Michael Jordan achieved many significant accomplishments during his basketball career. He won six NBA championships with the Chicago Bulls and won five NBA MVPs. However, one of his biggest accomplishments came well before he even put a Bulls jersey on. This was when Michael Jordan still played for the North Carolina Tar Heels in college, as Jordan — a freshman in 1982 — knocked down the game-winning shot in the national championship game to defeat Patrick Ewing and the Georgetown Hoyas. While this was one of the first big Jordan moments that the world witnessed, two ESPN anchors just somewhat diminished Jordan’s shot.
Michael Jordan won the national championship for North Carolina
Michael Jordan was a nice young player during his freshman season at North Carolina in 1982. On a team with players like James Worthy and Sam Perkins, Jordan averaged 13.5 points per game and 4.4 rebounds.
He came up big in the 1982 national championship game, too. Patrick Ewing and his Georgetown team had the lead over North Carolina, 62-61, with less than 20 seconds left, but Jordan changed that in the blink of an eye. The future Hall of Famer ultimately hit a jumper with about 15 seconds remaining to give the Tar Heels a 63-62 lead. After that shot, Georgetown then turned the ball over, and North Carolina won the national championship — all because of Michael Jordan.
That shot was Jordan’s true arrival as a star in the basketball world. However, a couple of ESPN anchors just somewhat diminished the significance of his shot.
Dick Vitale and Max Kellerman somewhat diminished MJ’s shot
On the April 5 episode of ESPN’s First Take, Stephen A. Smith gave his top five “NCAA Tournament finishes.” Here is what his list looked like:
- Kris Jenkins’ game-winning shot over North Carolina in the 2016 national championship game for Villanova.
- Michael Jordan’s game-winning shot over Georgetown in the 1982 national championship game for North Carolina.
- Jalen Suggs’ game-winning shot over UCLA for Gonzaga in the 2021 Final Four.
- Christian Laettner’s game-winning shot for Duke over Kentucky in 1992 Elite Eight.
- Mario Chalmers’ overtime-forcing shot for Kansas in the 2008 national championship game against Memphis.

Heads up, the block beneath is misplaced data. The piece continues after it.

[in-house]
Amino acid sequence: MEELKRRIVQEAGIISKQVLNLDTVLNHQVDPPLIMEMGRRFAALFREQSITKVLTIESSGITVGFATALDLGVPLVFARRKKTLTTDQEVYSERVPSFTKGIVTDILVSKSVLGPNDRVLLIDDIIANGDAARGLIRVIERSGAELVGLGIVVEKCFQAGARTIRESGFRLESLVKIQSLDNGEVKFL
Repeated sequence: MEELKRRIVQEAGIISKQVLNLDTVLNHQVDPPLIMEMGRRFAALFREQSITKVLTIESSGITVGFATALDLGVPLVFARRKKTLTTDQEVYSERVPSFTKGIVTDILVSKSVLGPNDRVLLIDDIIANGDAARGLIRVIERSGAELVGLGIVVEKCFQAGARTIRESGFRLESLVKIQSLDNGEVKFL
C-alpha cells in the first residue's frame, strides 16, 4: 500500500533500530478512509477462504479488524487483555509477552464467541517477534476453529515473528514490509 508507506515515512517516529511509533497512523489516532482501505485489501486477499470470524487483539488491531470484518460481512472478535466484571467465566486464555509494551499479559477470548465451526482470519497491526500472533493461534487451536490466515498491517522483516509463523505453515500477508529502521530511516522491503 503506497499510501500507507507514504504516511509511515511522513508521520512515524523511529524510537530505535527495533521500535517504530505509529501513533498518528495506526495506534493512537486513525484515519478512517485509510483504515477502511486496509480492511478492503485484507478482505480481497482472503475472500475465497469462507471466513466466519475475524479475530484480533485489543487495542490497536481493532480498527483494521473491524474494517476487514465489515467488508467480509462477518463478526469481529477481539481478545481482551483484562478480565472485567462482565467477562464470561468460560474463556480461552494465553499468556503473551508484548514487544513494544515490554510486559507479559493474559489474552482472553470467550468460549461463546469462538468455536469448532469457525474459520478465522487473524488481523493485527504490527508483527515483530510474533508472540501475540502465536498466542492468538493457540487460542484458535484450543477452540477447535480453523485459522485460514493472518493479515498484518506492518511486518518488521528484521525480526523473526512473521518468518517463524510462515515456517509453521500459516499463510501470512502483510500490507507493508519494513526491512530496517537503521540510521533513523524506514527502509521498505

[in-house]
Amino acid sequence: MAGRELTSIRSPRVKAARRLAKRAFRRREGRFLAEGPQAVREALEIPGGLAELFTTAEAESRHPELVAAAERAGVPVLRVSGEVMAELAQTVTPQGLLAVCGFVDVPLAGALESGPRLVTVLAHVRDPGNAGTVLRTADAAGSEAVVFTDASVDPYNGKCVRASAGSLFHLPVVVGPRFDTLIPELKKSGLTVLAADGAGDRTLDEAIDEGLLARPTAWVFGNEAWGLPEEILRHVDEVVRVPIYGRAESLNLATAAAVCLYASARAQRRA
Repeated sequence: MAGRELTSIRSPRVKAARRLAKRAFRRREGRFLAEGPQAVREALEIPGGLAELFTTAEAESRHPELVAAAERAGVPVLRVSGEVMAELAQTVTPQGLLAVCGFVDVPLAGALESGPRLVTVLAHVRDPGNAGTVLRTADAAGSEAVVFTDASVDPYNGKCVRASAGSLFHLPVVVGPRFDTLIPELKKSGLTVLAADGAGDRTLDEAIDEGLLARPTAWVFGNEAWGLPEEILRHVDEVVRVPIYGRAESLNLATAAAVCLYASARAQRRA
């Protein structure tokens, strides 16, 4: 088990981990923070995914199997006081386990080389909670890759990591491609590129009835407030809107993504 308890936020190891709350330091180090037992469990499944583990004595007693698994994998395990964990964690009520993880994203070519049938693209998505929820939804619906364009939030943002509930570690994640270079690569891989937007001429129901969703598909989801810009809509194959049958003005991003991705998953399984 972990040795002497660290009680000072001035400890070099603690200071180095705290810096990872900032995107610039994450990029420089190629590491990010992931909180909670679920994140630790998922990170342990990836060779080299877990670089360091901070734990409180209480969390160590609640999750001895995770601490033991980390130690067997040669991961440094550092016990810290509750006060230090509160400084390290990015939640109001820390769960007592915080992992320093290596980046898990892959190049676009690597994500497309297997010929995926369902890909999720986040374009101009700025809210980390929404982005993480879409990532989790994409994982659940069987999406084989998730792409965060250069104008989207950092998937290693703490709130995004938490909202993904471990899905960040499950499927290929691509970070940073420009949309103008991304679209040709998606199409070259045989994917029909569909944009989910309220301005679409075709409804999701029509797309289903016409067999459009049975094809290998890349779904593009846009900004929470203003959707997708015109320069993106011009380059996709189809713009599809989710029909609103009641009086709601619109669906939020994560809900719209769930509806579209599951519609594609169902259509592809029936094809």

ESPN legend Dick Vitale, though, took issue with this, as he believes Suggs’ shot for Gonzaga, which moved his team to 31-0 and clinched a spot in the national championship game, should rank over Jordan’s.
“I would drop Mr. Jordan to No. 3, and I’d move Suggs up there,” Vitale said. “… They’re undefeated; they’ve gotta fight for survival; they’ve gotta try to advance. Jordan’s shot was more of a basically good shot. This was a dramatic shot. Thirty-three feet, Stephen A.”
Max Kellerman then agreed with Vitale.
“The national title on the line is why Jenkins over UNC is number one,” Kellerman said. “That’s why it’s number one over Suggs, but I don’t think you can put anything else over Suggs including Jordan’s shot. There’s no time left.”
It’s pretty surprising that they decided to knock MJ down a spot, especially with his specific play ultimately becoming the moment where Jordan introduced himself to the world. But are they right?
How does Jalen Suggs’ shot compare to Michael Jordan’s shot with North Carolina?
Smith, Vitale, and Kellerman are right about one thing. Kris Jenkins’ shot for Villanova should definitely rank at No. 1. He sunk a 3-pointer as time expired in the national championship game. So, should Jordan’s game-winning jumper or Suggs’ time-expiring 3-pointer rank at No. 2?
Well, Stephen A. Smith, Dick Vitale, and Max Kellerman debated this before the 2021 national championship game. Had their debate taken place after, they may have had different opinions. Gonzaga’s loss to Baylor in the national championship game took away some of the significance of Suggs’ shot. While Michael Jordan’s shot for North Carolina did not come as time was expiring, his was for the national title. Suggs’ shot was just to get his team to the national championship game, and Gonzaga ultimately lost in that title game.
So, had Jalen Suggs and Gonzaga actually won the championship, his shot may have had a strong case for No. 2 on the list. The fact that Jordan won the title with his game-winner, though, should put his play above Suggs’ at No. 2.
Either way, both plays were incredible. Michael Jordan and Jalen Suggs gave us memories that we will never forget.
Stats courtesy of Sports Reference